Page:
"The premium prices commanded by fins have fueled a global shark hunt of epic proportion," said Dr. Ellen Pikitch, Executive Director of the Institute for Ocean Conservation Science at SBU, which funded a portion of the research. "Earlier work found that up to 73 million sharks are killed annually to supply the fin markets, and approximately 1-3 million are hammerheads," said Dr. Pikitch, who is also a Professor of Marine Science at Stony Brook University. "Inadequate protection, combined with inexorable pursuit, has placed many shark species at grave risk." Just 1 kg (2.2 lbs) of scalloped hammerhead fin can sell for about $US120 at Hong Kong markets due to the large size and high "fin needle" content of this species' fins. Needles are the sought-after portion of the fins, used as thickener in the soup.
"The fact that scalloped hammerhead shark DNA shows strong population DNA signatures means that we can trace the geographic origin of most of their fins sold at markets," Dr. Shivji said. "From a broader perspective, this type of DNA forensic testing of fins will be an incredibly useful tool to prioritize areas for conservation and ensure sharks aren't wiped out in particular regions by excessive fishing."
This study builds upon a DNA test developed in 2005 at the Guy Harvey Research Institute by Dr. Shivji and Debra Abercrombie, a research scientist now with the Institute for Ocean Conservation Science at SBU. The test enabled scientists to rapidly and definitively distinguish between three similar hammerhead species: great, scalloped, and smooth, from fin or meat tissues alone. The new GSI technique takes that DNA test to the next level. GSI has been used to trace some fish, sea turtle and marine mammal catches back to their geographic origin. This study marks its first use with sharks. Dr. Chapman is now working on DNA tools to identify a shark's geographic origins even more precisely, while both he and Dr. Shivji are working on developing GSI for more shark species, including other large hammerheads.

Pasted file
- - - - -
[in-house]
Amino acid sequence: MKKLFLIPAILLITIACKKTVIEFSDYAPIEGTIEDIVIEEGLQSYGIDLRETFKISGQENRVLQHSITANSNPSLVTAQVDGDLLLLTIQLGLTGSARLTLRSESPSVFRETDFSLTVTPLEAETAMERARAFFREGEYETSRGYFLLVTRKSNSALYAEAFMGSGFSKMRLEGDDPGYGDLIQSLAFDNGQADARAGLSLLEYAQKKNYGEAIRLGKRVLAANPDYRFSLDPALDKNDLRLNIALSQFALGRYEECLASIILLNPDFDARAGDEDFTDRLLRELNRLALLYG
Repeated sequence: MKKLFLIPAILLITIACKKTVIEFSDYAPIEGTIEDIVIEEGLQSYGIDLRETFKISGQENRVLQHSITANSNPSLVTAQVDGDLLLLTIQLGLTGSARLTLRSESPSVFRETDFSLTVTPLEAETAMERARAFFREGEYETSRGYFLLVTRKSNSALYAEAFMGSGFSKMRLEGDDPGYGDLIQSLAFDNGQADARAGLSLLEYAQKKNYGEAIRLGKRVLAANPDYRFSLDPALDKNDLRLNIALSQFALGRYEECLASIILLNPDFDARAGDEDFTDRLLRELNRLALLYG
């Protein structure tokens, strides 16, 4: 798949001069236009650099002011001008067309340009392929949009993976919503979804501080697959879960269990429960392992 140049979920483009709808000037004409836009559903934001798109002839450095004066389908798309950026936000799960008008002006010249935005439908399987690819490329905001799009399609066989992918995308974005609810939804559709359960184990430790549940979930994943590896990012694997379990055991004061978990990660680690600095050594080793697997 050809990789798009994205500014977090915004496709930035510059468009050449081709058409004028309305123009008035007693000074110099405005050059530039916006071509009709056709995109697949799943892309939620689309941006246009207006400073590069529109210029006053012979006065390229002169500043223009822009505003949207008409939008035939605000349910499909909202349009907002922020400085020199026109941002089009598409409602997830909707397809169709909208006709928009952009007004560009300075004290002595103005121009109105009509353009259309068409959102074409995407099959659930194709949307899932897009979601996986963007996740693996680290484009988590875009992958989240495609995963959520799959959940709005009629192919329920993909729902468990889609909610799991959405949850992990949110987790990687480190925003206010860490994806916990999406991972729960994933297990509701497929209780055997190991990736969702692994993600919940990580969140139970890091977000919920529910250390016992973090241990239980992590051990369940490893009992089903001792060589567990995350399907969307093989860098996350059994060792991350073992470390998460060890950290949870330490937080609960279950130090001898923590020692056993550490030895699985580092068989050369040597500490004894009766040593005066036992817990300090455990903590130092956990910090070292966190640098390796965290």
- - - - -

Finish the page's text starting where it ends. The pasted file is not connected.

"The international shark fin trade must not continue to operate in secrecy," Dr. Chapman said. "We must use all tools available -- from CITES permitting to DNA tests -- to shed light on this trade and make sure that it does not drive these sharks to extinction." Drs. Pikitch and Chapman plan to attend the CITES meeting in Qatar in March to urge that these sharks be listed under Appendix II to receive better protection from trade.
Source: Stony Brook University (news : web)